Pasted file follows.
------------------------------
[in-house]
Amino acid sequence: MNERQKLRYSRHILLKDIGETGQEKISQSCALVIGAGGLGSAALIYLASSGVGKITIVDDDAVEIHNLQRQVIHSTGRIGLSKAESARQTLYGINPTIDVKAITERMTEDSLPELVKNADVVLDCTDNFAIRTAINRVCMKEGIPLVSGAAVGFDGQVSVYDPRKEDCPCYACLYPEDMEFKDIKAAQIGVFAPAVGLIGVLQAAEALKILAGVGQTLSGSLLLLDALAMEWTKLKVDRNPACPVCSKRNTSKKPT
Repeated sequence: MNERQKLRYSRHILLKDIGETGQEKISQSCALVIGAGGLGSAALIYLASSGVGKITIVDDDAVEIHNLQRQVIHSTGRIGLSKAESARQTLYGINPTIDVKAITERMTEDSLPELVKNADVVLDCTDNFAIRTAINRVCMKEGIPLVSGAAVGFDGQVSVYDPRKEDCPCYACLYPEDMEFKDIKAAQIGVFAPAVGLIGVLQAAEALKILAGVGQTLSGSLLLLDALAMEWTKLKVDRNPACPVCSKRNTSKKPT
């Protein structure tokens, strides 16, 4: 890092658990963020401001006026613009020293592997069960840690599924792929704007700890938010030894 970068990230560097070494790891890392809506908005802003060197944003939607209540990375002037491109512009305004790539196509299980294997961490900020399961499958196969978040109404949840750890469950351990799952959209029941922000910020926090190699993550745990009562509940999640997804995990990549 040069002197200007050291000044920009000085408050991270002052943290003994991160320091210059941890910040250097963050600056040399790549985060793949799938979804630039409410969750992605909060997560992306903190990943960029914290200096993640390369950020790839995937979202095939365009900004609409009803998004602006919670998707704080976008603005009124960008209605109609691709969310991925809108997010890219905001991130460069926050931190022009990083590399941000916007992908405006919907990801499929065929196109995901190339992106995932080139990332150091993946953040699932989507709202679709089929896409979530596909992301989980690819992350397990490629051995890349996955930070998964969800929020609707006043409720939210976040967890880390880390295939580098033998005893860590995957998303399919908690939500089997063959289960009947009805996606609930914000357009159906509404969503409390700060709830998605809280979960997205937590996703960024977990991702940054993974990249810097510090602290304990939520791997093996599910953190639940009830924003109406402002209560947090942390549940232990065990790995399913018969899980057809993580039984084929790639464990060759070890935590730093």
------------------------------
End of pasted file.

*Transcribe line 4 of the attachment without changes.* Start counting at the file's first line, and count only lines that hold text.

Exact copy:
């Protein structure tokens, strides 16, 4: 890092658990963020401001006026613009020293592997069960840690599924792929704007700890938010030894 970068990230560097070494790891890392809506908005802003060197944003939607209540990375002037491109512009305004790539196509299980294997961490900020399961499958196969978040109404949840750890469950351990799952959209029941922000910020926090190699993550745990009562509940999640997804995990990549 040069002197200007050291000044920009000085408050991270002052943290003994991160320091210059941890910040250097963050600056040399790549985060793949799938979804630039409410969750992605909060997560992306903190990943960029914290200096993640390369950020790839995937979202095939365009900004609409009803998004602006919670998707704080976008603005009124960008209605109609691709969310991925809108997010890219905001991130460069926050931190022009990083590399941000916007992908405006919907990801499929065929196109995901190339992106995932080139990332150091993946953040699932989507709202679709089929896409979530596909992301989980690819992350397990490629051995890349996955930070998964969800929020609707006043409720939210976040967890880390880390295939580098033998005893860590995957998303399919908690939500089997063959289960009947009805996606609930914000357009159906509404969503409390700060709830998605809280979960997205937590996703960024977990991702940054993974990249810097510090602290304990939520791997093996599910953190639940009830924003109406402002209560947090942390549940232990065990790995399913018969899980057809993580039984084929790639464990060759070890935590730093």